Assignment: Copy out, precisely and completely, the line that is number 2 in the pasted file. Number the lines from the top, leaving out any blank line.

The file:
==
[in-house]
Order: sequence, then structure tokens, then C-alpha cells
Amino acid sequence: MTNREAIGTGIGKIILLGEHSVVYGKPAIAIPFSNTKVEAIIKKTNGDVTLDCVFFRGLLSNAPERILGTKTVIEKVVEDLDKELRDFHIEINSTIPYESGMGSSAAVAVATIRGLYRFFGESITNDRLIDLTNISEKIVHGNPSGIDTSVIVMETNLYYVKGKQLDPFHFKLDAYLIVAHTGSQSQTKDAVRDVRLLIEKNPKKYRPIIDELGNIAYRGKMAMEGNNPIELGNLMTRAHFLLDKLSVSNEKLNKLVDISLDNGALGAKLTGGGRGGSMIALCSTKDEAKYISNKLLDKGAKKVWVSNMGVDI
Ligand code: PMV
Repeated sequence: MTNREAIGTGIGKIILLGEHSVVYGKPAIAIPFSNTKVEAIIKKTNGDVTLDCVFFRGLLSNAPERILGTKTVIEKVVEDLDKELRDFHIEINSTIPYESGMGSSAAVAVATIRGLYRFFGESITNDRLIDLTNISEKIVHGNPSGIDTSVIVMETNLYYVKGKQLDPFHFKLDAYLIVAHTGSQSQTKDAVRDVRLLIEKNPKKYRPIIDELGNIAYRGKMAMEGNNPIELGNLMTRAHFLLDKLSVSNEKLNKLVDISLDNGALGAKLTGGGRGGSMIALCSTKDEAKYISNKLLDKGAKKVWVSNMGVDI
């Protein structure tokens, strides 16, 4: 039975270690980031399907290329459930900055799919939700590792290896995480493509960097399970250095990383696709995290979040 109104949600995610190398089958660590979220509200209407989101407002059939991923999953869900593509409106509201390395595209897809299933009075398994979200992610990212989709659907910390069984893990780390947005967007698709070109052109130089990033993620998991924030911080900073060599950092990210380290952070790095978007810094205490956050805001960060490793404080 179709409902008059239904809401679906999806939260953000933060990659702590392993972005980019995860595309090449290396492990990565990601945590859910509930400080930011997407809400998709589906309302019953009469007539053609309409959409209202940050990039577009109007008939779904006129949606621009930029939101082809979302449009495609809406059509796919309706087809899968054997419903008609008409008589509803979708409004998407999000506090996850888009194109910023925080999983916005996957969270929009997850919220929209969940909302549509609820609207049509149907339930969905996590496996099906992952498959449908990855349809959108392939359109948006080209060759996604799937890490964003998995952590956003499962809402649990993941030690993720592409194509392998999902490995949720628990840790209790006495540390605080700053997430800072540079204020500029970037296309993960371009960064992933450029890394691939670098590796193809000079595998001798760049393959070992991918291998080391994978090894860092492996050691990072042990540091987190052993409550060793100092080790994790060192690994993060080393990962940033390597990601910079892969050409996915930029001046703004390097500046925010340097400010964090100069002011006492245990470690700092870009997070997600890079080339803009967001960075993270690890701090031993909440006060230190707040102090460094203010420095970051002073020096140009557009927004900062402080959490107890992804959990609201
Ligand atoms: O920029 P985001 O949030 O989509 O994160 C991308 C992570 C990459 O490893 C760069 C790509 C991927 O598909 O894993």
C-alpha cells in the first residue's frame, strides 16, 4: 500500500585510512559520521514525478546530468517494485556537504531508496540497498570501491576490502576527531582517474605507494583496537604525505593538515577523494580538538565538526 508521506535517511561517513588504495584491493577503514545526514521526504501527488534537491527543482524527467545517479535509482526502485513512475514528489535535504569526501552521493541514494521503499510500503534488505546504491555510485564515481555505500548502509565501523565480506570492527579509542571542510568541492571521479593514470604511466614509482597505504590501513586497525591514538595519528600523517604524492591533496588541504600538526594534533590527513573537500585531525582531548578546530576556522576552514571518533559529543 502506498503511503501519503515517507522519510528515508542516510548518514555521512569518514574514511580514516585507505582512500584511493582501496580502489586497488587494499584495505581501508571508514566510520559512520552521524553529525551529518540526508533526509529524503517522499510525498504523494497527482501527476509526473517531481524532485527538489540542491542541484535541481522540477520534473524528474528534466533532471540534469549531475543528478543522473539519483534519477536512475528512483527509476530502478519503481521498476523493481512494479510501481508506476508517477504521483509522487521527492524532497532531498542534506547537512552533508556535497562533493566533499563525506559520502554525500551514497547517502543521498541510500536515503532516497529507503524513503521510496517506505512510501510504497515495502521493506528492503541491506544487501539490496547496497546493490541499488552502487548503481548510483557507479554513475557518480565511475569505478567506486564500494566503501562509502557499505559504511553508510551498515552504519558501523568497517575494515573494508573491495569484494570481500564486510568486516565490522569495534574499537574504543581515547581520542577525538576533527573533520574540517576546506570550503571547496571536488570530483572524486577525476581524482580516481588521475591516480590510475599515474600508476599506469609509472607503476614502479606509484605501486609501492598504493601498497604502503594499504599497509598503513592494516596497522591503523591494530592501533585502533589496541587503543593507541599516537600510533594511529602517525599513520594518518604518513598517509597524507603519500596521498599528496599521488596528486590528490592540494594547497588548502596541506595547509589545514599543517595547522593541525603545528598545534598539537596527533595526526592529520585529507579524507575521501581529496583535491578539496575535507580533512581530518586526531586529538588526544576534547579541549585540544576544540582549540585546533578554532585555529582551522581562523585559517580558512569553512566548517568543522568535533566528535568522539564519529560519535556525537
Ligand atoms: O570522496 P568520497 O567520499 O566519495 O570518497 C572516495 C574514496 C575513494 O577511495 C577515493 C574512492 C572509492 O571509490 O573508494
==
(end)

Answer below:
Order: sequence, then structure tokens, then C-alpha cells